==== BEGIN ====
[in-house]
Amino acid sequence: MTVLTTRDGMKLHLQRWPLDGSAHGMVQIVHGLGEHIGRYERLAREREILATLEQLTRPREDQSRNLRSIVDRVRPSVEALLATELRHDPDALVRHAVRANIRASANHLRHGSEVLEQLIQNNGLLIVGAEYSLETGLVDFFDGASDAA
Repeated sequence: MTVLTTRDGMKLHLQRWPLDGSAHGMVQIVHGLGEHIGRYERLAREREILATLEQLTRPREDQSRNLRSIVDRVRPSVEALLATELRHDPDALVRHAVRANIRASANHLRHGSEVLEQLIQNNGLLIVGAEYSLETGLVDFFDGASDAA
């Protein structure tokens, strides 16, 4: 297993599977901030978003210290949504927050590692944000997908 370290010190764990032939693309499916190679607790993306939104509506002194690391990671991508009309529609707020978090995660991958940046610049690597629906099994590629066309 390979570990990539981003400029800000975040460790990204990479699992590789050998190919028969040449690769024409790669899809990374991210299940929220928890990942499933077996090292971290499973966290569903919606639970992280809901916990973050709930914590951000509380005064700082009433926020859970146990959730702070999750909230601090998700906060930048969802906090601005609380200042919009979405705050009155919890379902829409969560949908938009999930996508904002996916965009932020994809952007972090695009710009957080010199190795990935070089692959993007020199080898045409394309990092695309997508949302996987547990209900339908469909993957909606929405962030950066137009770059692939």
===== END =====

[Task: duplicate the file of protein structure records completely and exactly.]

[in-house]
Amino acid sequence: MTVLTTRDGMKLHLQRWPLDGSAHGMVQIVHGLGEHIGRYERLAREREILATLEQLTRPREDQSRNLRSIVDRVRPSVEALLATELRHDPDALVRHAVRANIRASANHLRHGSEVLEQLIQNNGLLIVGAEYSLETGLVDFFDGASDAA
Repeated sequence: MTVLTTRDGMKLHLQRWPLDGSAHGMVQIVHGLGEHIGRYERLAREREILATLEQLTRPREDQSRNLRSIVDRVRPSVEALLATELRHDPDALVRHAVRANIRASANHLRHGSEVLEQLIQNNGLLIVGAEYSLETGLVDFFDGASDAA
């Protein structure tokens, strides 16, 4: 297993599977901030978003210290949504927050590692944000997908 370290010190764990032939693309499916190679607790993306939104509506002194690391990671991508009309529609707020978090995660991958940046610049690597629906099994590629066309 390979570990990539981003400029800000975040460790990204990479699992590789050998190919028969040449690769024409790669899809990374991210299940929220928890990942499933077996090292971290499973966290569903919606639970992280809901916990973050709930914590951000509380005064700082009433926020859970146990959730702070999750909230601090998700906060930048969802906090601005609380200042919009979405705050009155919890379902829409969560949908938009999930996508904002996916965009932020994809952007972090695009710009957080010199190795990935070089692959993007020199080898045409394309990092695309997508949302996987547990209900339908469909993957909606929405962030950066137009770059692939």